Business operations

Is running a business from home right for you?

Increasingly, people choose to work from home or start a home-based business. Before you take the plunge, consider whether you and your business are the right fit.

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Work out if it suits you

Working from home suits some people more than others – and running a business from home adds another layer of complexity.

First, consider whether you have the skills and personality to start a business. It’s one of the most challenging things you’ll ever do, so if you’re not someone that is fiercely determined, self-reliant, confident in your own abilities, action-oriented, and a self-starter, you might struggle. You’ll also need the right skills to run your business – or be willing to learn them. 

Without the motivator of the outside world, working from home can amplify these challenges. If you tend to lose motivation when you’re alone, for example, you might do better in an office environment.

Work out if your business is suitable

Working from home may be right for you, but you also need to consider whether it’s right for your business.

Some types of business are well suited to operating from home, for example:

  • Service and consultancy type businesses such as freelance writers, bookkeepers, financial advisors, marketing consultants, beauty consultants, home cleaning businesses, or gardening services
  • Technology businesses such as website builders, IT consultants, or software developers
  • Online businesses that don’t need large physical premises, e.g. online stores
  • Small scale or home industry type businesses, e.g. caterers or dressmakers.

Other types of businesses may not be suitable. You need to consider what will be your workspace and if there may be any restrictions you need to be aware of.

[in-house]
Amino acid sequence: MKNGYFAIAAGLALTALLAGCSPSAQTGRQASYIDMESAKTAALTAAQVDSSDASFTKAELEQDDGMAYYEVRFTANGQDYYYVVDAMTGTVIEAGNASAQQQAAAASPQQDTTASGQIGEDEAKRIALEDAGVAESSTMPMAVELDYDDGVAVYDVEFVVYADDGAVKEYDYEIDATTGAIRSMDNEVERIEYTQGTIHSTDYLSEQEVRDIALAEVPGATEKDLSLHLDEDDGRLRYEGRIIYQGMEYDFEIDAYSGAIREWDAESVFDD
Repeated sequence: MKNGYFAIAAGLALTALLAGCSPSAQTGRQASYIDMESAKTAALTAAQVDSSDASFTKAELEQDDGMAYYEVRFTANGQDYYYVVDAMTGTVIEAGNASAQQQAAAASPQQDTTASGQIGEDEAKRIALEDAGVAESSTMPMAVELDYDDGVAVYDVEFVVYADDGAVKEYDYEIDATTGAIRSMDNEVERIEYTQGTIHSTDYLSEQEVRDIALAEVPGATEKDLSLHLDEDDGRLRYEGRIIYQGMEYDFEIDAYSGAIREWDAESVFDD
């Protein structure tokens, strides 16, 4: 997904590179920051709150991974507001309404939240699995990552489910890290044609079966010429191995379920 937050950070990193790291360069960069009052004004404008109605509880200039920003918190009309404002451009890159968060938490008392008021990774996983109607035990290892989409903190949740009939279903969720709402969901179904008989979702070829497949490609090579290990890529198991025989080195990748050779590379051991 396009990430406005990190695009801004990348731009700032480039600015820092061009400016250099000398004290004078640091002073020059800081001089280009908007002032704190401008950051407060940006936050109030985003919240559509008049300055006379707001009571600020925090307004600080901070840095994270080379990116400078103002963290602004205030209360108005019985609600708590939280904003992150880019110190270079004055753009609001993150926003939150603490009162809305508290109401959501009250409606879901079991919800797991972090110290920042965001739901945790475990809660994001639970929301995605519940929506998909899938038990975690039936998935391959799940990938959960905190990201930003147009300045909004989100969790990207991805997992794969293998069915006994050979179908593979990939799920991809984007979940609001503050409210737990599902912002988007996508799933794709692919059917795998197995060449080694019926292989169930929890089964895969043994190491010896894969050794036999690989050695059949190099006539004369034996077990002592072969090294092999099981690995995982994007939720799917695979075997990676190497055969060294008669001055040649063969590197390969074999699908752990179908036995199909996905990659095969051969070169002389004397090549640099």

If you need to project an upmarket, professional image or have regular meetings with clients or customers, it’s more difficult to do so when there are children running around or dogs barking when you’re on the phone. 

It may pay instead to rent space in a serviced suite of offices or use the services of a shared space or co-working environment. That way you could benefit from facilities such as a reception and waiting area, meeting rooms, and other shared business equipment that aren’t cost-effective for the average home office.


There may be restrictions on the number of employees you can have working in the business, noise levels (e.g. for a panel-beating business), or concerns if your business attracts a lot of customers. For example, neighbours may object if your business occupies all the available car parks in your street.

You should also always check first with your local council or regional authority to find out what they permit in a home office situation. If you’re renting, you should also check your lease as there may be restrictions you’re not aware of. 

Your local council is also a good place to find out about:

  • Signage rules
  • Whether you need a license, e.g. if you’re running a health and beauty business or food business
  • Special requirements such as health and safety, food-handling, and liquor licensing
  • Building modifications that may be required for your business, e.g. smoke alarms if you’re setting up a homestay business.

Next steps

If you’re confident that operating from home is right for you and your business, the next step is to consider how you can overcome any challenges that might arise.

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